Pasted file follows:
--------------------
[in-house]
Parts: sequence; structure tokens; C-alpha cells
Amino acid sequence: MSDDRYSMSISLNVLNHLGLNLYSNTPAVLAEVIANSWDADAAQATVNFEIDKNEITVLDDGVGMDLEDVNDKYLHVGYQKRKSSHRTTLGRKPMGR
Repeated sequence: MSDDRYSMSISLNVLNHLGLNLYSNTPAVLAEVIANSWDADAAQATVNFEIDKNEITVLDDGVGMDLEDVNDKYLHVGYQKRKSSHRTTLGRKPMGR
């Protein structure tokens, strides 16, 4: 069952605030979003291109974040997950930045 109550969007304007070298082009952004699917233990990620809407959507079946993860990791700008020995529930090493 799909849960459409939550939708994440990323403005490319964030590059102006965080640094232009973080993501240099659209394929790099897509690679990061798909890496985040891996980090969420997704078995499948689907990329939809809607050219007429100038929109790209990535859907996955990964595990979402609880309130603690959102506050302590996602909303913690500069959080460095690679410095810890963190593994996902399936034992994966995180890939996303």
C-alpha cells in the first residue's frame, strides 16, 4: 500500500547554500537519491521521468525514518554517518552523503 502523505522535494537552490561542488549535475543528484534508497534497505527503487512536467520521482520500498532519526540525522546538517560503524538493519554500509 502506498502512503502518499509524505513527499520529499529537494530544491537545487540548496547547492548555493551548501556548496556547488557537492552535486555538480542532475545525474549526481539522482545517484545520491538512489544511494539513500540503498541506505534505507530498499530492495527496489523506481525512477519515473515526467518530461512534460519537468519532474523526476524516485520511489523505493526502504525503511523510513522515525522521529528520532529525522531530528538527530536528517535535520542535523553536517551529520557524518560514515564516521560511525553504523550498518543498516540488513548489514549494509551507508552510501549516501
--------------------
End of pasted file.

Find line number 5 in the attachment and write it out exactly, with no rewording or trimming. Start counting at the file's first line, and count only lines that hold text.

């Protein structure tokens, strides 16, 4: 069952605030979003291109974040997950930045 109550969007304007070298082009952004699917233990990620809407959507079946993860990791700008020995529930090493 799909849960459409939550939708994440990323403005490319964030590059102006965080640094232009973080993501240099659209394929790099897509690679990061798909890496985040891996980090969420997704078995499948689907990329939809809607050219007429100038929109790209990535859907996955990964595990979402609880309130603690959102506050302590996602909303913690500069959080460095690679410095810890963190593994996902399936034992994966995180890939996303």